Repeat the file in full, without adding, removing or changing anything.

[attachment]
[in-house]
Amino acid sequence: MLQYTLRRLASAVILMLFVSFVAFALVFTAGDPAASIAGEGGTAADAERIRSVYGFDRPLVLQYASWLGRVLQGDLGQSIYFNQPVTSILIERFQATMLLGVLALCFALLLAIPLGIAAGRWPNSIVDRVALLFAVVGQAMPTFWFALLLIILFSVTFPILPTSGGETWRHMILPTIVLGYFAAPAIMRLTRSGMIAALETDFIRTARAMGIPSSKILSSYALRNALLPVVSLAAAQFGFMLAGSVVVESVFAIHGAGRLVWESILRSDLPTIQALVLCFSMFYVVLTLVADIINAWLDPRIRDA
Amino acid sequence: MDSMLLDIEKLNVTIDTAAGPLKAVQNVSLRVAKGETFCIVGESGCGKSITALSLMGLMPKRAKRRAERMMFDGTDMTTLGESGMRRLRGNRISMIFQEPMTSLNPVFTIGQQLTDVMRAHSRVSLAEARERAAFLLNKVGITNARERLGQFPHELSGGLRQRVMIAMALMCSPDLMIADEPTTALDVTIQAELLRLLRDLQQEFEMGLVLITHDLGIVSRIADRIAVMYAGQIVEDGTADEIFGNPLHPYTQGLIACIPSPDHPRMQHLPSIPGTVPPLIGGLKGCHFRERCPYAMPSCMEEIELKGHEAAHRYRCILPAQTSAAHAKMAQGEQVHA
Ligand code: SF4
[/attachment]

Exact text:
[in-house]
Amino acid sequence: MLQYTLRRLASAVILMLFVSFVAFALVFTAGDPAASIAGEGGTAADAERIRSVYGFDRPLVLQYASWLGRVLQGDLGQSIYFNQPVTSILIERFQATMLLGVLALCFALLLAIPLGIAAGRWPNSIVDRVALLFAVVGQAMPTFWFALLLIILFSVTFPILPTSGGETWRHMILPTIVLGYFAAPAIMRLTRSGMIAALETDFIRTARAMGIPSSKILSSYALRNALLPVVSLAAAQFGFMLAGSVVVESVFAIHGAGRLVWESILRSDLPTIQALVLCFSMFYVVLTLVADIINAWLDPRIRDA
Amino acid sequence: MDSMLLDIEKLNVTIDTAAGPLKAVQNVSLRVAKGETFCIVGESGCGKSITALSLMGLMPKRAKRRAERMMFDGTDMTTLGESGMRRLRGNRISMIFQEPMTSLNPVFTIGQQLTDVMRAHSRVSLAEARERAAFLLNKVGITNARERLGQFPHELSGGLRQRVMIAMALMCSPDLMIADEPTTALDVTIQAELLRLLRDLQQEFEMGLVLITHDLGIVSRIADRIAVMYAGQIVEDGTADEIFGNPLHPYTQGLIACIPSPDHPRMQHLPSIPGTVPPLIGGLKGCHFRERCPYAMPSCMEEIELKGHEAAHRYRCILPAQTSAAHAKMAQGEQVHA
Ligand code: SF4